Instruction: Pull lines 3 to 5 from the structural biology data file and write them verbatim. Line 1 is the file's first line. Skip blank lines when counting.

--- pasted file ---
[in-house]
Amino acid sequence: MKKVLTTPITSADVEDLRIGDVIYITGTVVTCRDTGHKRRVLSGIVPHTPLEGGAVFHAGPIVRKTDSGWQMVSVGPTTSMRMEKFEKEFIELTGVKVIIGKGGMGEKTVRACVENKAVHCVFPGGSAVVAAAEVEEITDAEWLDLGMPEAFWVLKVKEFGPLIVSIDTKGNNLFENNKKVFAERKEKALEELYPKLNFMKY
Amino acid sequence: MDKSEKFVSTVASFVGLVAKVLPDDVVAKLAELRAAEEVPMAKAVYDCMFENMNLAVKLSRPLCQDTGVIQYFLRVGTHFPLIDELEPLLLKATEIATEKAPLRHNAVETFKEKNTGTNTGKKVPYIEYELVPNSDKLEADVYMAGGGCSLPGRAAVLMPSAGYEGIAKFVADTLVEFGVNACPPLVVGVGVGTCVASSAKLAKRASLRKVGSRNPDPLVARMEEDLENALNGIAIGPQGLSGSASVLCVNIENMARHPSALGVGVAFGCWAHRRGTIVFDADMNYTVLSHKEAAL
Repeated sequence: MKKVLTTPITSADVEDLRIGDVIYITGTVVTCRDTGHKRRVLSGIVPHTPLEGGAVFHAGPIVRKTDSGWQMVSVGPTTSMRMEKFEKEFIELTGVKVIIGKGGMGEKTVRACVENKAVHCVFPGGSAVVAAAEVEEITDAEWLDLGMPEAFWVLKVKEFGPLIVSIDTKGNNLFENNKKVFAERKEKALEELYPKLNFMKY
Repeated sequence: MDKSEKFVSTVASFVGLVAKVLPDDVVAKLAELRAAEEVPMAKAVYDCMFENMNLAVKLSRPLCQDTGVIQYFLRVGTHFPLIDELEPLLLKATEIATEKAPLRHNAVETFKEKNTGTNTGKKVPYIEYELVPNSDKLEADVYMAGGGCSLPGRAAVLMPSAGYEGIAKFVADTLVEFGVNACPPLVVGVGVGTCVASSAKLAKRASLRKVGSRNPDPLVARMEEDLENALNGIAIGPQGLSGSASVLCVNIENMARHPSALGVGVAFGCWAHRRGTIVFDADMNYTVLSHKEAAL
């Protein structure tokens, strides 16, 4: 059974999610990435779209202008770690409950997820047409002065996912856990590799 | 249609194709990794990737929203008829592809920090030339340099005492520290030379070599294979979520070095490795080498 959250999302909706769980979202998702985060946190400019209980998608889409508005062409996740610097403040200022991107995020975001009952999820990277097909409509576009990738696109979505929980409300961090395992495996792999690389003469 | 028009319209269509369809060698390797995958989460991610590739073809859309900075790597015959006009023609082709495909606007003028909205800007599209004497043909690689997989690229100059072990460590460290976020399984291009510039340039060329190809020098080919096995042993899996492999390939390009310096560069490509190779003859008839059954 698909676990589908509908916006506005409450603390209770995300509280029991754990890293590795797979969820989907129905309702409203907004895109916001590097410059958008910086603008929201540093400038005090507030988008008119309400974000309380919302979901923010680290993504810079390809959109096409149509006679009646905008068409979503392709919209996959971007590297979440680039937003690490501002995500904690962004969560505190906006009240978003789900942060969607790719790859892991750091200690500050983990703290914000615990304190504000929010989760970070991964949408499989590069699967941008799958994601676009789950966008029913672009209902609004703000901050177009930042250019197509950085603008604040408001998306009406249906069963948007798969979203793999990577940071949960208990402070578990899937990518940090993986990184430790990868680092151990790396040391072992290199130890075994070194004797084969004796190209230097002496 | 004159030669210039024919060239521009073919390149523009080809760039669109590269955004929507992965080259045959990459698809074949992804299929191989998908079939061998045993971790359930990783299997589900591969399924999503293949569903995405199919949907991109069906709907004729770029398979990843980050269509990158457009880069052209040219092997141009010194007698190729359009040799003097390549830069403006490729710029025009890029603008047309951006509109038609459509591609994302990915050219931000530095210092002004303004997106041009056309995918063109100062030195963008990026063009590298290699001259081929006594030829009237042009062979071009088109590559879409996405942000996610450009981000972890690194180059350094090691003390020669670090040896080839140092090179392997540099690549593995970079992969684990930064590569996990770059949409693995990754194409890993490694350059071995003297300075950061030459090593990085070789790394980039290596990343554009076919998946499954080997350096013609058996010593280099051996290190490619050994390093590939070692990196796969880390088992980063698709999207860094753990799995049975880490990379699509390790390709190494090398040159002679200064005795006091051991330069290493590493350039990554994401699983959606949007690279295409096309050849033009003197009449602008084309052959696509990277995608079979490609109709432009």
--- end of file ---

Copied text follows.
Amino acid sequence: MDKSEKFVSTVASFVGLVAKVLPDDVVAKLAELRAAEEVPMAKAVYDCMFENMNLAVKLSRPLCQDTGVIQYFLRVGTHFPLIDELEPLLLKATEIATEKAPLRHNAVETFKEKNTGTNTGKKVPYIEYELVPNSDKLEADVYMAGGGCSLPGRAAVLMPSAGYEGIAKFVADTLVEFGVNACPPLVVGVGVGTCVASSAKLAKRASLRKVGSRNPDPLVARMEEDLENALNGIAIGPQGLSGSASVLCVNIENMARHPSALGVGVAFGCWAHRRGTIVFDADMNYTVLSHKEAAL
Repeated sequence: MKKVLTTPITSADVEDLRIGDVIYITGTVVTCRDTGHKRRVLSGIVPHTPLEGGAVFHAGPIVRKTDSGWQMVSVGPTTSMRMEKFEKEFIELTGVKVIIGKGGMGEKTVRACVENKAVHCVFPGGSAVVAAAEVEEITDAEWLDLGMPEAFWVLKVKEFGPLIVSIDTKGNNLFENNKKVFAERKEKALEELYPKLNFMKY
Repeated sequence: MDKSEKFVSTVASFVGLVAKVLPDDVVAKLAELRAAEEVPMAKAVYDCMFENMNLAVKLSRPLCQDTGVIQYFLRVGTHFPLIDELEPLLLKATEIATEKAPLRHNAVETFKEKNTGTNTGKKVPYIEYELVPNSDKLEADVYMAGGGCSLPGRAAVLMPSAGYEGIAKFVADTLVEFGVNACPPLVVGVGVGTCVASSAKLAKRASLRKVGSRNPDPLVARMEEDLENALNGIAIGPQGLSGSASVLCVNIENMARHPSALGVGVAFGCWAHRRGTIVFDADMNYTVLSHKEAAL